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Guide to martial arts & boxing gear
"Martial arts" is an umbrella term for a variety of Japanese-inspired fighting, combat, and self-defense systems. Boxing, also a fighting sport, can fall under the martial arts category, too. One big key to success in these sports is to have the right protection for practice and competitions, whether you're just getting started or you've been a competitor for years.
Mixed martial arts (MMA) is a contact combat sport incorporating a techniques from various forms of martial arts. MMA training involves choosing the right gloves, shin guards, and shorts so you're comfortable and protected at the gym.
- Gloves: Use gloves for grappling and for bag and pad work. Gloves should fit both your hands and wrists without moving around or slipping. Look for gloves with padding at the knuckles and with full Velcro wrist wrapping for necessary support. The difference between MMA and boxing gloves is that MMA-style gloves are typically fingerless, while boxing gloves have full finger protection for heavy bag workouts. MMA-style gloves are also ideal for kickboxing workouts.
- Shin guards: In MMA and kickboxing, you'll need shin guards for extra protection. Select shin guards that don't move when you spar and that cover the tops of your feet up to your knees. Vinyl or synthetic leather guards are lighter, thinner, and less padded to provide more ease of movement than genuine leather models.
- Shorts: MMA fight shorts are streamlined (no metal, zippers, or loops) and designed for mat work. Look for styles that stretch and have a secured, hidden drawstring and leg slits for easier movement.
Boxing uses fists, which require padded gloves for protection. Kickboxing, the cousin of boxing and distant cousin of Muay Thai, combines boxing with kicks. Much of the same gear works for boxing and kickboxing. You can also find equipment and accessories designed for kids and for people who prefer more traditionally feminine styles.
- Gloves: Full-fingered boxing gloves are sized for men, women, and kids.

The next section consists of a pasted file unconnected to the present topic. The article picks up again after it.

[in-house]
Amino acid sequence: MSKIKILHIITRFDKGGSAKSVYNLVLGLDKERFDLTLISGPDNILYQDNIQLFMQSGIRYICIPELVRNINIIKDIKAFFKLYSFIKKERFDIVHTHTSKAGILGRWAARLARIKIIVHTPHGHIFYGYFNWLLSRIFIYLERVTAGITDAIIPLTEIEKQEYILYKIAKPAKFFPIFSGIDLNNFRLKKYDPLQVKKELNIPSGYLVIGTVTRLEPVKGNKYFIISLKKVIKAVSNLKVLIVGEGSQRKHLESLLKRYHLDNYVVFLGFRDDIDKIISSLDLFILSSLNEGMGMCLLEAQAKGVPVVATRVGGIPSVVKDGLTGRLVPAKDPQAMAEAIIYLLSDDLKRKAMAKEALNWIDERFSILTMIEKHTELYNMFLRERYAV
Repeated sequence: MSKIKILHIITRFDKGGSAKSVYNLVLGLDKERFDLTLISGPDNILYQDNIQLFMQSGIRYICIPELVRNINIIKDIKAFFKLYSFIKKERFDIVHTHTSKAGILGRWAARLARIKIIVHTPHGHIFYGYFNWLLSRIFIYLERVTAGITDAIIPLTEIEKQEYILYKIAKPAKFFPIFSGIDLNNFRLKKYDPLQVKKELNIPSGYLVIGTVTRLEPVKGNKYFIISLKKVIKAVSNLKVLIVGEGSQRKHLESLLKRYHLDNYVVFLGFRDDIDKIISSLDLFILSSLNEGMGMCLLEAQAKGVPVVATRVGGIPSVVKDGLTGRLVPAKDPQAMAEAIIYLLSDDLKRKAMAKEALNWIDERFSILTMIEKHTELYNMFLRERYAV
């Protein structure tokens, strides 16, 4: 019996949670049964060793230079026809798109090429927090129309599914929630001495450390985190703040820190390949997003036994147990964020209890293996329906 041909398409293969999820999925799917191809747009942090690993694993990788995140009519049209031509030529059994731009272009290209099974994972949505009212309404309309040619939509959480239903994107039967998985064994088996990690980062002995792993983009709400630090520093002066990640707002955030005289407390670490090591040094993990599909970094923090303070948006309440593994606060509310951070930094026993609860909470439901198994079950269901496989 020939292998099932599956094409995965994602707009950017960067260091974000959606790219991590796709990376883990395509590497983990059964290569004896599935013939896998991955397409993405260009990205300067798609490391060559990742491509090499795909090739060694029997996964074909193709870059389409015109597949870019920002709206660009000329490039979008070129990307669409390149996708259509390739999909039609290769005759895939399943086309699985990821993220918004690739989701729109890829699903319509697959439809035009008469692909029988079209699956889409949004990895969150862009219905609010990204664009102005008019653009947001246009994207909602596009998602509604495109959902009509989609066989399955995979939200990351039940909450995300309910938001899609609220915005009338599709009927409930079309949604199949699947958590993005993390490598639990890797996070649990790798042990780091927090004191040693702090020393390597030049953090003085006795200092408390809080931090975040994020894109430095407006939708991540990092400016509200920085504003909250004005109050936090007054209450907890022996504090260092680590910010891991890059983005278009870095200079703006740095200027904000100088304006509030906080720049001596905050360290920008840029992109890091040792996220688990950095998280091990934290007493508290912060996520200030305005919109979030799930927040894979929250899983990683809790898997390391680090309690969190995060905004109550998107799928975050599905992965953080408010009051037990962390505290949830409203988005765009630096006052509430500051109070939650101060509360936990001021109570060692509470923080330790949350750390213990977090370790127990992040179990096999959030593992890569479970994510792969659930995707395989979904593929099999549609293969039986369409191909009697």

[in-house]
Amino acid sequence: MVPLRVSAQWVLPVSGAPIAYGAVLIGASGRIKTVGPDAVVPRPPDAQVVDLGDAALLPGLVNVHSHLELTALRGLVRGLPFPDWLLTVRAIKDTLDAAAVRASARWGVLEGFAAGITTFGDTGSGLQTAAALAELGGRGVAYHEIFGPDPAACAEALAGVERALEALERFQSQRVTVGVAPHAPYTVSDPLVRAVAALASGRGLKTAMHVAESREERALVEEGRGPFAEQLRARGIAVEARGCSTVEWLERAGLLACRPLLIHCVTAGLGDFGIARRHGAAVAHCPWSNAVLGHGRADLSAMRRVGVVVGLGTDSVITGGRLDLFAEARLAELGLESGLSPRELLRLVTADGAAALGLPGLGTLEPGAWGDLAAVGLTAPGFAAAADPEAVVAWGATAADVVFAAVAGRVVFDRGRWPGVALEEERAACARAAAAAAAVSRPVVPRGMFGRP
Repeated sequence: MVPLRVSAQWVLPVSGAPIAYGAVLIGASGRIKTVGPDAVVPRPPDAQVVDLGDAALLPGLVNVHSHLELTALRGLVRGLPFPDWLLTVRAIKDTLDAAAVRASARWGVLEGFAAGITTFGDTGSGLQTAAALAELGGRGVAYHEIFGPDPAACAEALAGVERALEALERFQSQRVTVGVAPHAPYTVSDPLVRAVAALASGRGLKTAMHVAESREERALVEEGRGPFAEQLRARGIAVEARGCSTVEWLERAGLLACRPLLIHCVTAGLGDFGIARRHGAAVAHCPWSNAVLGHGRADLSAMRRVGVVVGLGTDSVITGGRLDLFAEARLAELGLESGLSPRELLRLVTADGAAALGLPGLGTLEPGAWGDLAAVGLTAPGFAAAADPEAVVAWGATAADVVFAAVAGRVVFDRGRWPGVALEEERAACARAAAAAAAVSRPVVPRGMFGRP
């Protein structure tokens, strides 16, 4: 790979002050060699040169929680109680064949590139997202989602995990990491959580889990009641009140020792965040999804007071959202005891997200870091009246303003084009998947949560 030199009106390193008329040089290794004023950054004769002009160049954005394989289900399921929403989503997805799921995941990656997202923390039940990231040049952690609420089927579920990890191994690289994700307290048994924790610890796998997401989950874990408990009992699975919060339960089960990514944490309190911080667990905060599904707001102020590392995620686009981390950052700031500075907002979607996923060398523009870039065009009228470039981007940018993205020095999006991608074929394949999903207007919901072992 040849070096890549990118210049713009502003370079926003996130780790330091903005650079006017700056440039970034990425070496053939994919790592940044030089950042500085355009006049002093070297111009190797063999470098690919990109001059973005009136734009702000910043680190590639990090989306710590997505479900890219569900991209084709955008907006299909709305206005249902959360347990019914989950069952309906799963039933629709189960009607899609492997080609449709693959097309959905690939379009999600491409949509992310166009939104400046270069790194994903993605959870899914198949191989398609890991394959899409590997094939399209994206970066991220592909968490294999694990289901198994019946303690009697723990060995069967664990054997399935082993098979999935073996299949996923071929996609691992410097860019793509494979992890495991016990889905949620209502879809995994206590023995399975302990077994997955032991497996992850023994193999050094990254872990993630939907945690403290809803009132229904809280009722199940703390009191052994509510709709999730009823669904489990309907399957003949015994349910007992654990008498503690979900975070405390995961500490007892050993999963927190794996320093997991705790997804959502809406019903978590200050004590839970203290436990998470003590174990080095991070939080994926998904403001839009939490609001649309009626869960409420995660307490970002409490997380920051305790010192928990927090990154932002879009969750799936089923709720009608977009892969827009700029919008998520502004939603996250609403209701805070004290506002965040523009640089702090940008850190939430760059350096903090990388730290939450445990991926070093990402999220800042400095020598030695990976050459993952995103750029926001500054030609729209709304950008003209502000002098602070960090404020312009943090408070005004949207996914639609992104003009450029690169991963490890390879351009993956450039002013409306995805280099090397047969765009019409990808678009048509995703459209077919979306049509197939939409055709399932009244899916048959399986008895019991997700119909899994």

- Punching bags: Find punching bags similar to what you'd see at kickboxing or boxing classes. Heavy boxing bags come in all styles, including hanging and freestanding. Speed bags range from over-the-door to freestanding models and those that attach to stands.
- Bag stands: If your bag is too heavy to hang, consider a freestanding bag stand that's designed to withstand a tough workout. Look for a stand with legs that are set wide apart to allow for footwork.
- Accessories: Along with gloves and bags, you'll want to outfit your home boxing gym with protective and compression hand wraps for your workouts. To maximize your workouts, choose an interval training round timer that gives you an end-of-round warning and adjustable rest period time.
Muay Thai, a specialized type of boxing, uses an eight-point striking system. It's similar to kickboxing, which uses a four-point striking system. Both systems require similar gear, too.
- Gloves: The most important Muay Thai gear is your pair of gloves. Though they appear similar to boxing gloves, there are some subtle differences. Muay Thai gloves have more padding in the wrist area. Their thumbs are positioned differently, too. They're more flexible when you clench your fist to allow for more grip and grab, and they have more of a square front because of their extra padding.
- Shorts: Muay Thai shorts are typically satin, tight-fitting, and shorter than shorts for other martial arts specialties. This is to provide better airflow. In addition, Thai boxers traditionally expose their leg muscles as a sign of power.
- Bags: If you practice Muay Thai, you likely train on heavy bags to strengthen your knuckles and develop your timing and footwork. A Muay Thai heavy bag is longer, skinnier, and harder. It swings less because it's specifically designed for leg kicks.
BJJ, short for Brazilian Jiu Jitsu, is a martial art, combat sport, and self-defense method inspired by Judo. Its philosophy is that a smaller, weaker person can fight and beat a larger, stronger person by using proper ground fighting techniques, such as sparring. The sport requires correct sparring gear and accessories .
- BJJ and Judo gis: A gi is a traditional uniform that you wear for practice and competition. Quality gis have thick collars and reinforced stitching. A gi with a competition cut means that it's slightly tighter and likely pre-shrunk, resulting in less excess fabric to get in the way while you're competing. Training gis are a bit looser in cut.
- BJJ rash guards: It's common to wear a rash guard alone or underneath your gi. This tight-fitting spandex top comes with long or short sleeves and has several functions. A rash guard protects you from mat burns, wicks away sweat, and could possibly improve muscle recovery during strenuous workouts.
- BJJ spats: Much like rash guards, you can wear spats alone or underneath gi pants, and they're also functional. Spats do much of the same as rash guards to protect your body and skin from infections, bacteria, mat burns, and sweat for better mat movement. Spats also keep your leg muscles warm.
- BJJ and Judo belts: The color of the belt you wear with your gi signifies your rank. Choose a belt that's comfortable wrapped around you a couple of times, stays tied, and is durable enough to take the grabbing and pulling it'll experience on the mat.
- BJJ mats: The mat is where all the action takes place, whether it's at the gym or at home. A higher-quality mat has more protection and padding to handle heavy body impact. You'll find roll-out foam mats and modular puzzle mats that can extend. Look at thickness, material, size, and stitching. Comfortable thicknesses range from 3/4-inch to 2 inches.